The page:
There seems to be a storm brewing in personalised learning. What started out as promise of individual support for every student, has in many utterances turned into grim realism. Some early proponents have shifted to resist the trend of personalisation. I have been reading too many reports about experiences of disappointment and inadequacy.
How is this possible? The general notion of personalization is a positive one. The definition of personalized learning refers to “instruction in which the pace of learning and the instructional approach are optimized for the needs of each learner”. This goal is more valid than ever. But somewhere in the middle, the movement has seemed to take a wrong turn.
So, what issues are causing the storm clouds?
1. Personal is not the same as alone
Sharp-sighted observations have highlighted that personalisation is often mistaken with individualisation. Some may think that ordering a set of activities in an optimal way would help the learners. Unfortunately, individual playlists of learning activities, do not help the learner.
Learning is inherently a creative and social process.
Humans are not made to learn in isolation, no matter how optimal the ordering of tasks would be. Human interaction plays a significant role in learning.
Learning is, by its’ nature, a social process. We learn from each other, and we learn when interacting with each other. Many of the problems we face in work require effective communication and close collaboration. No one learns these skills in isolation. Instead, schools should offer students with opportunities face the complex and rich interactions present in collaborative work.
Education needs to prepare learners for participation in an information-heavy, networked society. Skills to collaborate will be critical resources for well-being and succeeding in life.
2. Technology does not change the nature of learning
The second problem with personalisation seems to be the conception of technology’s role. Many personalised learning solutions make use of technological solutions. But taking on a digital learning tool does not change the nature of learning. Technology helps only so far as it supports a valid pedagogical solution.
It is worrisome if trained experts put all their trust in technology. The power of digital learning is to extend the reach of skilled educators. No digital tool alone will solve pedagogical problems.
If the educational tool offers little more than a playlist of learning assignments, it leaves teachers frustrated with personalized learning as well as educational technology. No wonder, digital solutions are criticized as inadequate or implementing simple tricks for commercial reasons.
3. (Personalised) learning is hard
Personalised learning is close to the paradigms of lifelong learning and self-regulated learning. They all emphasize the responsibility and active role of the learner. Schools have a long history of telling students what to do and learn. Making the students take responsibility goes against this trend. And it takes perseverance to watch children fail and go off the rail when learning to make decisions.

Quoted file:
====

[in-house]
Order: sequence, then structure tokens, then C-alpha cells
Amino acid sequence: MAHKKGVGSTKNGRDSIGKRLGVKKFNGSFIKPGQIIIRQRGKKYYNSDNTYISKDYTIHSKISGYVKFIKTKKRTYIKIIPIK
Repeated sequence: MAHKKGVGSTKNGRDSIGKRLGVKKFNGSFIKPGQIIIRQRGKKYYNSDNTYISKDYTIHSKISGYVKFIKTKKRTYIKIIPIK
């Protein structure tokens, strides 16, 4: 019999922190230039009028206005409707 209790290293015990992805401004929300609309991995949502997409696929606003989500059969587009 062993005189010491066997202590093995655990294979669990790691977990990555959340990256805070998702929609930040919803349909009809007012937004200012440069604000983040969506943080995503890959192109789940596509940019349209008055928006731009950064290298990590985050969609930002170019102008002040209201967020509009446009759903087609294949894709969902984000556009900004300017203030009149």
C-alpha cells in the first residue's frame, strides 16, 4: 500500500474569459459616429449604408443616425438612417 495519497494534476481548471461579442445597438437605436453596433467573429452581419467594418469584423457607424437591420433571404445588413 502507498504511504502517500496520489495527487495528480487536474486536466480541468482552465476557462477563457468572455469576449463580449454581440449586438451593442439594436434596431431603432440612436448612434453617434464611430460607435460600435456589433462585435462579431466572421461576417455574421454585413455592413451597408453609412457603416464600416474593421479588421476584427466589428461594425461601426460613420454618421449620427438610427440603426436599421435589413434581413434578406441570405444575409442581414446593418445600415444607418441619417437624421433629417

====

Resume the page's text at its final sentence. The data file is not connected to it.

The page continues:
It is not an easy task. Getting the learner to take on an active role requires support to meet each student’s needs.
The idea of learner being the driver in the learning process is not a new one. But what has changed is the situation surrounding the school. It has become clear, that the amount of information is far too vast to be memorized. Beyond that, a lot of information becomes obsolete in few years anyway. Students should be able to keep up with the changing environment. To state the obvious, teaching this is not easy.
Lifelong learning emphasises the need for learning even after graduating from school. Personalised learning takes this even further. It takes the individual student as its’ starting point. It emphasises that students should use their strengths and find learning opportunities. Learners who can find learning opportunities and use the available resources will thrive. These are skills that help in every field.
A look forward
Personalised learning is about engaging learners in a meaningful learning process. Loosening instruction pushes learners to take more responsibility.
Learners have to take the initiative. This is the revolution schools have been heading towards as long as they have existed. The importance of this goal is well stated by Jerome Bruner: “We have known for years that if you treat people, young kids included, as responsible, contributing parties to the group, as having a job to do they will grow into it – some better than others, obviously, but all benefit.”
The difficulty is the balance between autonomy and support. Too little and you risk stressing out the student too much. Too much structure and they have no freedom to try their own wings. This is where the ideal implementation of educational technology could help.
We are not looking to replace teachers with technology. But, technology may be able to help in situations where a teacher is not available. When things feel overwhelming, suggestions about supporting tasks or study buddies can be helpful. It should be win-win for learner and teacher alike.
So, where are we now?
We know that personalisation of learning has become imperative. This does not mean purely individualised learning, nor is it the opposite of social learning. Personalised learning can be seen as an approach in educational policy and practice whereby every student matters. It equalises learning opportunities in terms of learning skills and motivation to learn.
How do we move forward from here? Can we see the horizon from the breaking waves? Or is our personalised learning vessel already on a right route, and the storm is only in a teacup? What do you think?
Follow up for my next blog to read about how we are looking to solve this.